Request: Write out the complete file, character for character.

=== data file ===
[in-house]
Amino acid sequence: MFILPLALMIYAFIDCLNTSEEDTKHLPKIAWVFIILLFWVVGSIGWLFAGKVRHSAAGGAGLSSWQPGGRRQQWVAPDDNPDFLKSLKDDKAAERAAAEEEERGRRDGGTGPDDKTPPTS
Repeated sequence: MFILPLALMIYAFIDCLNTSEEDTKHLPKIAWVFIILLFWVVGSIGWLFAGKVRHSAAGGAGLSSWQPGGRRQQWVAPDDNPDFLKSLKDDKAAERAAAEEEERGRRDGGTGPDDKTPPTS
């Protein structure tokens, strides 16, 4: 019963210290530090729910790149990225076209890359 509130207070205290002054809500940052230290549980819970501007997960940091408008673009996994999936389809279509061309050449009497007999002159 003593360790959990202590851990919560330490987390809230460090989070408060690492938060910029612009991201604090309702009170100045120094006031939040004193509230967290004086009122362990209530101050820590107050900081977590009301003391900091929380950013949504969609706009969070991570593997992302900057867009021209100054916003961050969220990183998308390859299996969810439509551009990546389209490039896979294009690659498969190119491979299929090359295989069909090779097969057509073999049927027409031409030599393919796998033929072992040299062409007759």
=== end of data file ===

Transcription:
[in-house]
Amino acid sequence: MFILPLALMIYAFIDCLNTSEEDTKHLPKIAWVFIILLFWVVGSIGWLFAGKVRHSAAGGAGLSSWQPGGRRQQWVAPDDNPDFLKSLKDDKAAERAAAEEEERGRRDGGTGPDDKTPPTS
Repeated sequence: MFILPLALMIYAFIDCLNTSEEDTKHLPKIAWVFIILLFWVVGSIGWLFAGKVRHSAAGGAGLSSWQPGGRRQQWVAPDDNPDFLKSLKDDKAAERAAAEEEERGRRDGGTGPDDKTPPTS
């Protein structure tokens, strides 16, 4: 019963210290530090729910790149990225076209890359 509130207070205290002054809500940052230290549980819970501007997960940091408008673009996994999936389809279509061309050449009497007999002159 003593360790959990202590851990919560330490987390809230460090989070408060690492938060910029612009991201604090309702009170100045120094006031939040004193509230967290004086009122362990209530101050820590107050900081977590009301003391900091929380950013949504969609706009969070991570593997992302900057867009021209100054916003961050969220990183998308390859299996969810439509551009990546389209490039896979294009690659498969190119491979299929090359295989069909090779097969057509073999049927027409031409030599393919796998033929072992040299062409007759």